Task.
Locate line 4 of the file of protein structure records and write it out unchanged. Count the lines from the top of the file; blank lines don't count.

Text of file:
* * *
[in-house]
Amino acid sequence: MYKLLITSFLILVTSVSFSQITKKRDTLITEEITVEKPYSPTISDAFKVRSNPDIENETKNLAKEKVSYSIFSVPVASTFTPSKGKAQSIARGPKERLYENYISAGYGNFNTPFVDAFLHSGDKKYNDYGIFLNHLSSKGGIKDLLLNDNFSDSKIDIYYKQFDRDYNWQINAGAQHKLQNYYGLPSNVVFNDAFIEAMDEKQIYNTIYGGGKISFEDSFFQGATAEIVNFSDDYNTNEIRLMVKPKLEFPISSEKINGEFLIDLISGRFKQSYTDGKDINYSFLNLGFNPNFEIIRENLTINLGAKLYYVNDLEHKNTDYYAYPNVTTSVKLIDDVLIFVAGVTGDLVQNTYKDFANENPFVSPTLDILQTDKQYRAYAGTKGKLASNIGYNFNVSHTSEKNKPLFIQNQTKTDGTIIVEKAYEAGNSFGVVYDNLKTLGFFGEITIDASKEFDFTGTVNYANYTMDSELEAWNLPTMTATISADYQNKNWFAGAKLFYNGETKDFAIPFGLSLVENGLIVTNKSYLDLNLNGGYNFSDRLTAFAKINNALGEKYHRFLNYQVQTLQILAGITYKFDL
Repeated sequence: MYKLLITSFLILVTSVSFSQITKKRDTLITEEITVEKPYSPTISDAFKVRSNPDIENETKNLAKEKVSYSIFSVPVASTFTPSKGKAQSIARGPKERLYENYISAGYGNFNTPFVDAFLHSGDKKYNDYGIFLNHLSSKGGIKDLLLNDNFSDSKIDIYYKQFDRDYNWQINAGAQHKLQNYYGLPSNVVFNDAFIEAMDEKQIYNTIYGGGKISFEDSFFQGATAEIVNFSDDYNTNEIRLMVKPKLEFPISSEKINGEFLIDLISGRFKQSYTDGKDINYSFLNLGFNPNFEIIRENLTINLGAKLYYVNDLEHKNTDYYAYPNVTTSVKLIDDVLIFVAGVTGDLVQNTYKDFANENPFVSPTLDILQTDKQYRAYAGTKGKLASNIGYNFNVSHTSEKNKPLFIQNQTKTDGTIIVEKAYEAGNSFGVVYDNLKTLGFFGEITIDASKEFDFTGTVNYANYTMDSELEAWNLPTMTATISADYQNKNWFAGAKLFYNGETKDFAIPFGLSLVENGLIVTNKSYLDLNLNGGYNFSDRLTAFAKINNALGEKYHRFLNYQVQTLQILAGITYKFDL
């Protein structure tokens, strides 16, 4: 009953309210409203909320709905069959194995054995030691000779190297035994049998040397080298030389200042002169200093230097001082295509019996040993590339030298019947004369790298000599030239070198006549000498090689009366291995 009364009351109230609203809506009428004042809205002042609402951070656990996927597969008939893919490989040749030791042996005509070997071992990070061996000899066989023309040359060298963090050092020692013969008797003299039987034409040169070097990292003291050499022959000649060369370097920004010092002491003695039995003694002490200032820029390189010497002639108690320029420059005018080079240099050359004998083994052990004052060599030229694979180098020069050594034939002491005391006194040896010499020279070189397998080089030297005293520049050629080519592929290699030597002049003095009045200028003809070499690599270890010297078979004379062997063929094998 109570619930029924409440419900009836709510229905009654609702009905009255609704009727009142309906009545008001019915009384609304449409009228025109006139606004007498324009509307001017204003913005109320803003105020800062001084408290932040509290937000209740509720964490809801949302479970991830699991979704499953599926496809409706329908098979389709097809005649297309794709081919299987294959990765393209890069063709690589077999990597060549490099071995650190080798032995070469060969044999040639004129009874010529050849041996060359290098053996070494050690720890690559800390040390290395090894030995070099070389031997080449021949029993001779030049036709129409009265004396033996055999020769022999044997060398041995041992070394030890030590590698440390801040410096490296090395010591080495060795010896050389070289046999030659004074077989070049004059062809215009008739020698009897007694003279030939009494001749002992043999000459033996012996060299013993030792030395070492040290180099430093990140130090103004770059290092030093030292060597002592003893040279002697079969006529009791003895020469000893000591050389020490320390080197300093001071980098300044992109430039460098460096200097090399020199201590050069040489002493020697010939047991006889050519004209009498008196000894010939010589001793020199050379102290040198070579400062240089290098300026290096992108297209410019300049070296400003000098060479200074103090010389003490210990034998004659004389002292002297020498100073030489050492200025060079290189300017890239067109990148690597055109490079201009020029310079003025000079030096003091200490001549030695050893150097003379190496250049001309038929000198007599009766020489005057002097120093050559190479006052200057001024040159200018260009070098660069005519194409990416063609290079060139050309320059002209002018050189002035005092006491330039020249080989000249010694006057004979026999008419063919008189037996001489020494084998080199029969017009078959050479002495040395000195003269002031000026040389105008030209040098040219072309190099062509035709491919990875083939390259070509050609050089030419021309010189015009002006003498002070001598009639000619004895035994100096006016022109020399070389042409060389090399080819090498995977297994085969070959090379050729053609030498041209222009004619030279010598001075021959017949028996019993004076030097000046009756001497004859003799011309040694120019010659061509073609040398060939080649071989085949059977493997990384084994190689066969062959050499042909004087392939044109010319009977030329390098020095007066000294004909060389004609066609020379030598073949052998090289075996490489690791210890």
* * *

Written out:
């Protein structure tokens, strides 16, 4: 009953309210409203909320709905069959194995054995030691000779190297035994049998040397080298030389200042002169200093230097001082295509019996040993590339030298019947004369790298000599030239070198006549000498090689009366291995 009364009351109230609203809506009428004042809205002042609402951070656990996927597969008939893919490989040749030791042996005509070997071992990070061996000899066989023309040359060298963090050092020692013969008797003299039987034409040169070097990292003291050499022959000649060369370097920004010092002491003695039995003694002490200032820029390189010497002639108690320029420059005018080079240099050359004998083994052990004052060599030229694979180098020069050594034939002491005391006194040896010499020279070189397998080089030297005293520049050629080519592929290699030597002049003095009045200028003809070499690599270890010297078979004379062997063929094998 109570619930029924409440419900009836709510229905009654609702009905009255609704009727009142309906009545008001019915009384609304449409009228025109006139606004007498324009509307001017204003913005109320803003105020800062001084408290932040509290937000209740509720964490809801949302479970991830699991979704499953599926496809409706329908098979389709097809005649297309794709081919299987294959990765393209890069063709690589077999990597060549490099071995650190080798032995070469060969044999040639004129009874010529050849041996060359290098053996070494050690720890690559800390040390290395090894030995070099070389031997080449021949029993001779030049036709129409009265004396033996055999020769022999044997060398041995041992070394030890030590590698440390801040410096490296090395010591080495060795010896050389070289046999030659004074077989070049004059062809215009008739020698009897007694003279030939009494001749002992043999000459033996012996060299013993030792030395070492040290180099430093990140130090103004770059290092030093030292060597002592003893040279002697079969006529009791003895020469000893000591050389020490320390080197300093001071980098300044992109430039460098460096200097090399020199201590050069040489002493020697010939047991006889050519004209009498008196000894010939010589001793020199050379102290040198070579400062240089290098300026290096992108297209410019300049070296400003000098060479200074103090010389003490210990034998004659004389002292002297020498100073030489050492200025060079290189300017890239067109990148690597055109490079201009020029310079003025000079030096003091200490001549030695050893150097003379190496250049001309038929000198007599009766020489005057002097120093050559190479006052200057001024040159200018260009070098660069005519194409990416063609290079060139050309320059002209002018050189002035005092006491330039020249080989000249010694006057004979026999008419063919008189037996001489020494084998080199029969017009078959050479002495040395000195003269002031000026040389105008030209040098040219072309190099062509035709491919990875083939390259070509050609050089030419021309010189015009002006003498002070001598009639000619004895035994100096006016022109020399070389042409060389090399080819090498995977297994085969070959090379050729053609030498041209222009004619030279010598001075021959017949028996019993004076030097000046009756001497004859003799011309040694120019010659061509073609040398060939080649071989085949059977493997990384084994190689066969062959050499042909004087392939044109010319009977030329390098020095007066000294004909060389004609066609020379030598073949052998090289075996490489690791210890």